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Attacks Force Churches to Boost Security
"Not only do we have military and ex-military all over, we have this sort of frontier mentality. People around here are serious about protecting their own."
Haggard was fired last year after a male prostitute alleged a relationship with him.
His successor, Brady Boyd, said Monday that his security chief recommended heightened security early Sunday after a shooting in a Denver suburb at a missionary training center dormitory. Boyd agreed.
Assam, the security guard, had attended the church's early worship service at 9 a.m., then stood watch in the rotunda of as the second service was letting out.
There, she confronted the gunman, identified as 24-year-old Matthew Murray. Murray managed to two kill two sisters and wound their father and two others before he was killed. At a news conference Monday, Assam said that she prayed for the Holy Spirit to guide her, and that her hands never shook.
"It seemed like it was me, the gunman and God," Assam said.
Speaking of the church's security plan, Boyd said: "That's the reality of our world." He stressed that all armed guards are licensed and screened.
On Sept. 15, 1999, a deranged man burst into a Wednesday night teen prayer rally at Wedgwood Baptist Church in Fort Worth, Texas, killing four teenagers and three adults.
The pastor, the Rev. Al Meredith, didn't heed calls afterward to post armed guards at the church.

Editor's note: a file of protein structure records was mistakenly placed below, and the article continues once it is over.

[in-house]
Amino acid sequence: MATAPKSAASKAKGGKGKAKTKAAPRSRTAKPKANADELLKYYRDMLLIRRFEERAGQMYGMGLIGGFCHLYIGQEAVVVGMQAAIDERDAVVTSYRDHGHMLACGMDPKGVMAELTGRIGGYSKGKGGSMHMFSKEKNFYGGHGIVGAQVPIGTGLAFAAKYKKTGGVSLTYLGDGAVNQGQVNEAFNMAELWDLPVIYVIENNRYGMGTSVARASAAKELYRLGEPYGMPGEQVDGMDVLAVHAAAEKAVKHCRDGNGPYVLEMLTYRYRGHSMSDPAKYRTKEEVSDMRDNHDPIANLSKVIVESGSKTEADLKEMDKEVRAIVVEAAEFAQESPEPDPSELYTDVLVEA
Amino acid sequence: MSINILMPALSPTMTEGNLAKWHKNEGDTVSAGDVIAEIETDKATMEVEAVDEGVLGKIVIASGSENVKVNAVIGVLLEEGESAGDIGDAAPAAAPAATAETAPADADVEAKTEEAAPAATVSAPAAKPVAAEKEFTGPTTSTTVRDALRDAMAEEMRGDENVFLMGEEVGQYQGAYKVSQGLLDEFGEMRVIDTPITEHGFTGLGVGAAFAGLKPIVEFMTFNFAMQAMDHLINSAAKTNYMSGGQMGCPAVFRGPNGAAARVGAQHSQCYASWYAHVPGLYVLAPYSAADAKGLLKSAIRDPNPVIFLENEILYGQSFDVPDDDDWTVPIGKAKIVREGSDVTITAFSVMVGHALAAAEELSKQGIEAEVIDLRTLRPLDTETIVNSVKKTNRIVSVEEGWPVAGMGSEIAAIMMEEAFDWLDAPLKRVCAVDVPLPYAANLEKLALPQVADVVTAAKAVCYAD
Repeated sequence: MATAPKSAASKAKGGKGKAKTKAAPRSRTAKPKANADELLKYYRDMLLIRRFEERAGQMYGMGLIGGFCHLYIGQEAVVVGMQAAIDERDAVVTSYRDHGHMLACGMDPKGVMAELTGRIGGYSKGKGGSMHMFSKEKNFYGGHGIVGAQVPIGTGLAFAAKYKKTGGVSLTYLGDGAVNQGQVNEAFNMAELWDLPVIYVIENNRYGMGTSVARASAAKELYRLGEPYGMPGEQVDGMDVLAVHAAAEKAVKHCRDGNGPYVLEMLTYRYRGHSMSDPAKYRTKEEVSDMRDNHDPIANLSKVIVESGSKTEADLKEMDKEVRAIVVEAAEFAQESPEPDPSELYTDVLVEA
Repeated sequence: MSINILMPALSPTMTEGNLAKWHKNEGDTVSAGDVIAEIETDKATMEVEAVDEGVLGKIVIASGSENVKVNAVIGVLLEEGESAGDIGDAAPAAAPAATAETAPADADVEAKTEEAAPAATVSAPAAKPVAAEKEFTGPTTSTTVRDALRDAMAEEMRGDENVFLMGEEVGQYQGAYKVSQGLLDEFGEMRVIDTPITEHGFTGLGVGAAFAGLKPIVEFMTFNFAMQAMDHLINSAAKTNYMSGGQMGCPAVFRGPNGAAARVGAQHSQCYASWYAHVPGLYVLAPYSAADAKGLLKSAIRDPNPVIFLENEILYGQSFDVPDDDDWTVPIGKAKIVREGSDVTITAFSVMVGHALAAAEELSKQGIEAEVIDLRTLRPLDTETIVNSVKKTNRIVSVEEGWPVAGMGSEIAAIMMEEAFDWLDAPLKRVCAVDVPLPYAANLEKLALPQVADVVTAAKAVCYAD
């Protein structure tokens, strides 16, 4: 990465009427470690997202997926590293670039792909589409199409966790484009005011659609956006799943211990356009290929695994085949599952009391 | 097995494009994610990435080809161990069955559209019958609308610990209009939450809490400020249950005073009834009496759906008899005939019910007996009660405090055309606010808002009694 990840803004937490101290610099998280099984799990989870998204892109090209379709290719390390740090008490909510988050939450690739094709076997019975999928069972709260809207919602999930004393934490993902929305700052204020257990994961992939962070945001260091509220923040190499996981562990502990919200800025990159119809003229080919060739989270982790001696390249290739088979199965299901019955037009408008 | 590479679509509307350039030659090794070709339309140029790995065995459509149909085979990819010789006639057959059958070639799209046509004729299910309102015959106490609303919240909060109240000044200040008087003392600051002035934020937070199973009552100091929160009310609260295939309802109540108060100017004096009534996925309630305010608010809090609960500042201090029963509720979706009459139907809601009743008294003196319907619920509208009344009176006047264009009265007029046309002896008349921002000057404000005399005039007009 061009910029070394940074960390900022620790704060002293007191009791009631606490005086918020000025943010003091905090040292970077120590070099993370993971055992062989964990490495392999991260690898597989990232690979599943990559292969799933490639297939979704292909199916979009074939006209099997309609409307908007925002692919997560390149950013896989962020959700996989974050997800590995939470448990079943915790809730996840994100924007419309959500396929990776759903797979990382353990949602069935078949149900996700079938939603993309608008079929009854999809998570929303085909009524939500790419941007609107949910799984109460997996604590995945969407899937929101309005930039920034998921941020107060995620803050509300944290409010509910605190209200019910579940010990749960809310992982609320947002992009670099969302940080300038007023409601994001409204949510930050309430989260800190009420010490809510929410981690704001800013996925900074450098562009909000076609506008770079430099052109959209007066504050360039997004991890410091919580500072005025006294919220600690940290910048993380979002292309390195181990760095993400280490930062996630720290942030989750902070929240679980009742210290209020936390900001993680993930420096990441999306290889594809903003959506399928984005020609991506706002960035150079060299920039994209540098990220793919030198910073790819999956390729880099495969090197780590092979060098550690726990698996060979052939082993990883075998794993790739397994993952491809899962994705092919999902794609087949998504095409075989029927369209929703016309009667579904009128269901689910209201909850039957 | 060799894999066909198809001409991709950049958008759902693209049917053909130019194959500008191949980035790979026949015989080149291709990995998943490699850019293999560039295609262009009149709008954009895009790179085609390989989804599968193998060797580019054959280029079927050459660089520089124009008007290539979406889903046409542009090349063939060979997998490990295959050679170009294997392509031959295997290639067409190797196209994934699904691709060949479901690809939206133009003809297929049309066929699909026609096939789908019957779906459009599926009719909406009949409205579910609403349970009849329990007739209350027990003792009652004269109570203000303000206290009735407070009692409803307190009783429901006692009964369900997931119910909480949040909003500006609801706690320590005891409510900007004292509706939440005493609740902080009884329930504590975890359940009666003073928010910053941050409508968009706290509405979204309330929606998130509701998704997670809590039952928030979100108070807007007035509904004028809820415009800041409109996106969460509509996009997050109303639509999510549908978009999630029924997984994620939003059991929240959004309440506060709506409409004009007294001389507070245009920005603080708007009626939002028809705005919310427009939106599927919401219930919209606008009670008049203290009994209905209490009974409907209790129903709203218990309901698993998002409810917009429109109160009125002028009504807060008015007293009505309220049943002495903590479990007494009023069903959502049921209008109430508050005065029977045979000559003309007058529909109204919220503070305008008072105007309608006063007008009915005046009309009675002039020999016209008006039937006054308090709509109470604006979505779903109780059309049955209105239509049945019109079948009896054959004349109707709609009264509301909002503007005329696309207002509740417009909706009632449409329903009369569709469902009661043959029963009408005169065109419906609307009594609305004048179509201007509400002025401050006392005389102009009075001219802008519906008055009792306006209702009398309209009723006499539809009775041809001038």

"There just isn't enough money in the kingdom to hire off-duty police officers to stand guard at every door of every church," he said. He added that he didn't want to turn people away: "I want the church to be a welcome place for sinners."
American Jews have long stressed the need to safeguard their community organizations, schools and synagogues. Many groups formed security committees.
"There have been security concerns generally for many years, but they have certainly been heightened since 9/11," said Nathan Diament, public policy director for the Orthodox Union, which represents Orthodox synagogues in North America.
The Homeland Security Department created a grant program of nearly $50 million to improve security for religious and secular nonprofits considered at risk of terrorist attack.
Several groups have received individual grants, according to Homeland Security officials.
The Council on American-Islamic Relations also distributes a detailed security checklist, urging groups to build relations with local law enforcement and elected officials, report suspicious activity and hold community meetings to raise awareness of potential threats.
The Fellowship of the Woodlands megachurch in Texas employs a former FBI agent as a full-time security director, overseeing volunteers and paid staff, said pastor Kerry Shook. Those who are armed in the congregation are police officers, he said.
"It's something you just have to do today," said Shook, whose congregation draws 15,600 people per weekend. "We want everyone to feel safe. At the same time, we want to be open and accepting of everyone. An incident like this one in Colorado Springs just reinforces what the church is _ we have to be a light in a dark world."
AP Religion Writer Rachel Zoll contributed to this report from New York.